This rather mundane fact about his eating habits has somewhat changed my perception of this influential Russian who changed the course of 20th century history. It's rather like knowing that Churchill adored the weekly delivery to Chartwell of his favourite fruit cake from Fortnum and Masons.

I was once gardening in the front of a former manse when a church member drove up, lowered his car window and called out with some mirth, 'Oh, you can mow the grass then?'.  It was obviously a revelation to him that the person he usually saw in the pulpit could actually do something as 'ordinary' as push a lawn mower!

All of us are far more than our public face.  Whether we are 'up front' or 'behind the scenes' people we all, inevitably, have an image we perfect and project.  This isn't always helpful because we can misunderstand and misjudge each other too harshly when we fail to appreciate with compassion each other's humanity.  Even our icons enjoy fish and chips, relish fruit cake and, yes, ministers sometimes even cut the grass!

One of the most poignant speeches in Shakespeare's Merchant of Venice is Shylock pleading for a more empathetic understanding of himself and his race:  He says:
If you prick us do we not bleed?
If you tickle us do we not laugh?

If you poison us do we not die?

That's an understanding based on the mutual vulnerability common to all humanity.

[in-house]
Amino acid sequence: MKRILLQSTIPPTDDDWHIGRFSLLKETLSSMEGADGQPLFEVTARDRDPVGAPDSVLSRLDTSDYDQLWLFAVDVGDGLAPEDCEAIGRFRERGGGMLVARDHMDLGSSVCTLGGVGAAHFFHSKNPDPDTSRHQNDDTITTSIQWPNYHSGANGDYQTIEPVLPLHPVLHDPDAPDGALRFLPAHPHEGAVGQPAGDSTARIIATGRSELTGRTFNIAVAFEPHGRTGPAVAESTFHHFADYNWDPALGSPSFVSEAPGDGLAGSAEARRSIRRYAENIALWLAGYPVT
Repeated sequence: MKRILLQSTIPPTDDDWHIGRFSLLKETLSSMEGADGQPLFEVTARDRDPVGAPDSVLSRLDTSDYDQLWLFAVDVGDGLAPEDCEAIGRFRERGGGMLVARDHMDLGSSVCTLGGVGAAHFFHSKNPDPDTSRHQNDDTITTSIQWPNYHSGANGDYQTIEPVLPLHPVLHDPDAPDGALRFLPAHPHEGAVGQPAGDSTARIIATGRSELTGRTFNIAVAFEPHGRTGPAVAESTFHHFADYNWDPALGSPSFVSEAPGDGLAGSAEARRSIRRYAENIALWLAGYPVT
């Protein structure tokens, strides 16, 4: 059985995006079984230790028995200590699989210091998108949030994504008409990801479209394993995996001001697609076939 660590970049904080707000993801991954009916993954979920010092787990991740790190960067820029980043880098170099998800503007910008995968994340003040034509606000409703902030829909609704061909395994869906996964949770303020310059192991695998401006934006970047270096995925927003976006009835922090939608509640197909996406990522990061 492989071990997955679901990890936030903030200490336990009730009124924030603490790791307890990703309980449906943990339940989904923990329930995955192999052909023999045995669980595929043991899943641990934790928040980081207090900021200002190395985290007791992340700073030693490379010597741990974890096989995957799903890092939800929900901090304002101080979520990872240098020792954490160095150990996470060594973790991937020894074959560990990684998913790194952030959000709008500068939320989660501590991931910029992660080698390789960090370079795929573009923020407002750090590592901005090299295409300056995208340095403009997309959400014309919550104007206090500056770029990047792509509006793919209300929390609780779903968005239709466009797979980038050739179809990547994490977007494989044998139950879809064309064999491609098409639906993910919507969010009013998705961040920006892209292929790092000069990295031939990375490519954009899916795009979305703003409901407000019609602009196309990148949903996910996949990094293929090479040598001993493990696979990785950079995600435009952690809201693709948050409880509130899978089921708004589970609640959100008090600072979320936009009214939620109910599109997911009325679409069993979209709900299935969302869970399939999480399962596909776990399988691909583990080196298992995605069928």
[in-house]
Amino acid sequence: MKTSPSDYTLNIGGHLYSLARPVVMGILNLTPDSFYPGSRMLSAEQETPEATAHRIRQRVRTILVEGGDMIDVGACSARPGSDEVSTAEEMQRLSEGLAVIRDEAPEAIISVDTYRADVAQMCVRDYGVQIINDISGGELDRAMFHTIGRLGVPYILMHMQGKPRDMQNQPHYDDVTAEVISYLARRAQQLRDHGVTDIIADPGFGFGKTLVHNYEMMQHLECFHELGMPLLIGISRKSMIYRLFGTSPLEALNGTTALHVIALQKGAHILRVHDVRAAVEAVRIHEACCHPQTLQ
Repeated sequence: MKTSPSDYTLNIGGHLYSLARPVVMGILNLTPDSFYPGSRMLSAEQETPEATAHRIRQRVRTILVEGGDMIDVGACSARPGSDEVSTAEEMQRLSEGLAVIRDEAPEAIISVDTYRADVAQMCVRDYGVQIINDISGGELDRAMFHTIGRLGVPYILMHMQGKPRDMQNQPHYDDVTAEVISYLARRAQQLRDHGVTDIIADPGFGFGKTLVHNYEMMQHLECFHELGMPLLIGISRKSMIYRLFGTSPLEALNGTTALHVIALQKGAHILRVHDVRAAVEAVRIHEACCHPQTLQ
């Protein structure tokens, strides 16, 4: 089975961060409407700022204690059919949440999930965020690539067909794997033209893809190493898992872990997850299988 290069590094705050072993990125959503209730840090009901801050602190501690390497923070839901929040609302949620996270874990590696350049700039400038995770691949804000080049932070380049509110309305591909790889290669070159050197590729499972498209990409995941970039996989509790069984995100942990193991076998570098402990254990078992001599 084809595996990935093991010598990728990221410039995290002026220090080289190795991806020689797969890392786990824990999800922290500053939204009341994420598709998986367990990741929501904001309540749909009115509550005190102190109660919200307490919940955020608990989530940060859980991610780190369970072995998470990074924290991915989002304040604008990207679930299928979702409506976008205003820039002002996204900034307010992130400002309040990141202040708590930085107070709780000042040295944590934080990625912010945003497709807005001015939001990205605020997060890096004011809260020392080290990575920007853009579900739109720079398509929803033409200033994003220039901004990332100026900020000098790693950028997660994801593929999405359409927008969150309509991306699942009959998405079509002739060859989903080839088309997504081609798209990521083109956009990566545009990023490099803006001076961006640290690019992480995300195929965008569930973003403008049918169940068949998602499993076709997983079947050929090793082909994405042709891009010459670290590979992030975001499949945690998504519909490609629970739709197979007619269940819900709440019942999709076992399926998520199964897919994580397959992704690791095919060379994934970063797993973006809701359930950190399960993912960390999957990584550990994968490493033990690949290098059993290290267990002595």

In such a light it somehow makes it worth knowing that Lenin loved his King's Cross chippy!

Thursday, 3 October 2019

Beauty and the Beast

Last Saturday's Harvest Lunch
Last weekend at our Harvest Lunch we were entertained by an extrovert pianist who loved interacting with the audience!  Introducing one of his numbers, he 'dedicated' it to two of our congregation sitting close to him.  This was unexpected and a bit of a risk on his part as the selection of music he was about to play was from Disney's Beauty and the Beast!  The 'Beast' he selected was our event organiser (who took it in good part) and the 'Beauty' was a lady sitting on a nearby table.  'What do you think about that?', he asked her.  In a flash, with no warning but with great theological insight, she responded,'Well, there's a beauty and a beast in all of us'.

I loved her words and thought them both full of grace and insight.

There is so much truth in what she said and it is reflected by the words of St Paul in Romans 7: For I do not do the good I want, but the evil I do not want I do.

The world is rarely divided into that which is obviously good and bad.  Ethical and political decisions are no where near as clear cut as our press and media hypocritically try to suggest; there are shades of grey everywhere and it needs careful, patient and thoughtful discernment to chart a way forward.

So, I'm grateful to our fellow lunch guest last Saturday for her wise words reminding me that all of us need the grace of God and the forbearance of those around us because in every person there are elements of both 'The Beauty and The Beast'.

Living in the story

A friend of mine recommended a new author for me to read during Lockdown: C.J.Sansom.  He writes Tudor Whodunits!  So, over the last few w...